If you don't make your mortgage payments, the bank can go through a legal process called "foreclosure" to sell your home to pay off the unpaid debt. Foreclosures are either "judicial" (through the court system) or "nonjudicial" (out of court) depending on state law and the circumstances.
With a nonjudicial foreclosure, the foreclosing party follows a set of state-specific procedural steps to foreclose the home. Read on to learn details about:
When you take out a home loan, you sign either a mortgage or deed of trust, which creates a lien on the property. If the mortgage or deed of trust contains what's called a "power of sale" provision, and state law allows it, the bank can foreclose the home nonjudicially.
Nonjudicial foreclosures generally proceed more quickly than ones that have to go through the court system. A nonjudicial foreclosure usually takes just a few months, whereas a judicial foreclosure generally might take several months or years, depending on the state.
Below are the steps in a typical nonjudicial foreclosure, although the process varies widely from state to state. Talk to a foreclosure lawyer to find out the exact nonjudicial procedures in a particular state.
Under a federal law that went into effect on January 10, 2014, in most cases, the loan servicer (the company that you make your payments to) can't start the foreclosure until the borrower is more than 120 days delinquent on the loan. You can use this time to apply for an alternative to foreclosure, like a loan modification, short sale, or deed in lieu of foreclosure.
The servicer can still send you notices informing you that you're late in payments, like a breach letter (see below), and provide information about legal aid, counseling, or other resources. In fact, in most cases, federal law requires the servicer to inform you about various loss mitigation options that might be available to you.
A nonjudicial foreclosure typically starts when the trustee (the third party that administers nonjudicial foreclosures in many states) records a notice of default or similar document at the county recorder's office. The notice of default is also usually mailed to the borrower, although this requirement varies among states.
The notice of default generally gives the borrower a chance to cure the default before the foreclosure sale can be held. If you don't cure the default in a certain amount of time, in many instances, a foreclosure sale will be set and the trustee will prepare a notice of sale.
The notice of sale gives the date, time, and location of the foreclosure sale. It is typically:
At the foreclosure sale, if a third party makes the highest bid on the home, that person or entity will become the property's new owner. But in most cases, the foreclosing party will be the high bidder. (At the foreclosure sale, the foreclosing party typically bids on the property using a "credit bid." A credit bid means that the bank bids the debt that the borrower owes.)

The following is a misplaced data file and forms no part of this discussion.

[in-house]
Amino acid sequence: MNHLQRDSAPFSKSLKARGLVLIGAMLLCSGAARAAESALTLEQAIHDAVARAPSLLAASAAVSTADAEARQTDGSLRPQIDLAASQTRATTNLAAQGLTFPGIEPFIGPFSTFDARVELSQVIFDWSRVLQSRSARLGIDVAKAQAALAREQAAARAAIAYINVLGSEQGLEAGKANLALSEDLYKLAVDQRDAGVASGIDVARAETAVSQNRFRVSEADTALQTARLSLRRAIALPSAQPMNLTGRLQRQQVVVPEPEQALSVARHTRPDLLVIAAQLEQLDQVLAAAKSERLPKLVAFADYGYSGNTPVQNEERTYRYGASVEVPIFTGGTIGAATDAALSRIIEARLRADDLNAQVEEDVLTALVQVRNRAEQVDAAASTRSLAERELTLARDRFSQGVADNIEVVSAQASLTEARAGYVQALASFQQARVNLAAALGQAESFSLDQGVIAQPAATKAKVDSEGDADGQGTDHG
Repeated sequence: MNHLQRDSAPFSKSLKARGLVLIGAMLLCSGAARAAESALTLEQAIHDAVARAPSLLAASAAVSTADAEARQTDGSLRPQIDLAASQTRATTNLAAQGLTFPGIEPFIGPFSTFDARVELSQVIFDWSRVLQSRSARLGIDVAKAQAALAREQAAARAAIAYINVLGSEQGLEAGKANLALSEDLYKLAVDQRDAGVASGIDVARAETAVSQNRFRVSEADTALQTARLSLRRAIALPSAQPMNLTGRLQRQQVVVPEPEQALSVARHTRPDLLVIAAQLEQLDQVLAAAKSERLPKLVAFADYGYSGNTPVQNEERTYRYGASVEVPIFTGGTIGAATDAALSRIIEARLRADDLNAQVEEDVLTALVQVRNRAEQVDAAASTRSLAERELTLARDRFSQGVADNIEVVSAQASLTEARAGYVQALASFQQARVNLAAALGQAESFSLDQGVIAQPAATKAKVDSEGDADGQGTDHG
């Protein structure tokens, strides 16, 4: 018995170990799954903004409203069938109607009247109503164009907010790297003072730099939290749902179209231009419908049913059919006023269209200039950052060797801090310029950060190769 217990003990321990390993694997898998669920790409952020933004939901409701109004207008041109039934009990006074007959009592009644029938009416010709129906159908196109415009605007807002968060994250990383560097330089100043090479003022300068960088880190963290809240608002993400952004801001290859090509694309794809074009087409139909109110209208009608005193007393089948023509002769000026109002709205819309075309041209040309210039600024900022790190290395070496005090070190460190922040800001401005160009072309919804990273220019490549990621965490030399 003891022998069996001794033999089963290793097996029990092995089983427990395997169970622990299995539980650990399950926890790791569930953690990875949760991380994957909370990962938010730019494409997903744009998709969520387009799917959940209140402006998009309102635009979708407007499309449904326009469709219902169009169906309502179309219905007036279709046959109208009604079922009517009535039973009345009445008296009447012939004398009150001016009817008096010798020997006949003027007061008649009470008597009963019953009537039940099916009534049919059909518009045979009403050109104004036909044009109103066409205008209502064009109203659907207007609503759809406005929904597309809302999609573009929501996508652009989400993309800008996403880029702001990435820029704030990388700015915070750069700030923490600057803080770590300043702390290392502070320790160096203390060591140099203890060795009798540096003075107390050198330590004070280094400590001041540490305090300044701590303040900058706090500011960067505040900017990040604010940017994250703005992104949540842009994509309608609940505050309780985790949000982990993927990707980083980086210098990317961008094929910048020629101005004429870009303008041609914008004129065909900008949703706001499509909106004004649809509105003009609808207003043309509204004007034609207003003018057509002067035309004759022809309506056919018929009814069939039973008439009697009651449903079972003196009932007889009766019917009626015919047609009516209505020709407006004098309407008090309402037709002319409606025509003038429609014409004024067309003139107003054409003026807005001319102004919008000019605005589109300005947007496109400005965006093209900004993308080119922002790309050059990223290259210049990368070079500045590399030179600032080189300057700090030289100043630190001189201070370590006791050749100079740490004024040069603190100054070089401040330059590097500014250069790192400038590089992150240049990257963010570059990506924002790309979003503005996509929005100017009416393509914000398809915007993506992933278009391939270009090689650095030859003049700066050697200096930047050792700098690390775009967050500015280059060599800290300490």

In some states, the homeowner gets the right to redeem (repurchase) the home after a foreclosure sale during what's called a "redemption period."
Once a foreclosure is completed—or after the expiration of the redemption period, depending on state law—the new owner can initiate an eviction action to remove the foreclosed homeowners from the property if they haven't already left.
You might not have to leave the home immediately after the foreclosure sale. Depending on state law, the homeowner might be able to remain in the home until the redemption period expires.
Depending on the laws of your state, the foreclosing party might be able to get a deficiency judgment after the nonjudicial foreclosure by filing a separate lawsuit.
When a house is sold at a foreclosure sale for less than is owed on the mortgage loan, the difference between the debt and the foreclosure sale price is called the "deficiency." In many states, the foreclosing party can get a personal judgment against the borrower for the deficiency and then take steps to collect it.
Foreclosures are usually nonjudicial in the following states: Alabama, Alaska, Arizona, Arkansas, California, Colorado, District of Columbia (sometimes), Georgia, Hawaii (judicial also common), Idaho, Maryland, Massachusetts, Michigan, Minnesota, Mississippi, Missouri, Montana, Nebraska, Nevada, New Hampshire, New Mexico (sometimes), North Carolina, Oklahoma (unless the homeowner requests a judicial foreclosure), Oregon, Rhode Island, South Dakota (unless the homeowner requests a judicial foreclosure), Tennessee, Texas, Utah, Virginia, Washington, West Virginia, and Wyoming.
Even if your state allows a nonjudicial foreclosure process, you should be aware that the foreclosure could be judicial. Banks sometimes choose to foreclose judicially if there are problems with the title to the home, a flaw in the mortgage or deed of trust, or to pursue a deficiency judgment. (In some states, the foreclosing party can't get a deficiency judgment unless it forecloses through the courts.)
If you're facing a foreclosure and want to learn about potential defenses, whether the foreclosing party can get a deficiency judgment against you, or how to avoid a foreclosure by working out an alternative, consider talking to a foreclosure attorney.
Contacting a HUD-approved housing counselor is also a good idea.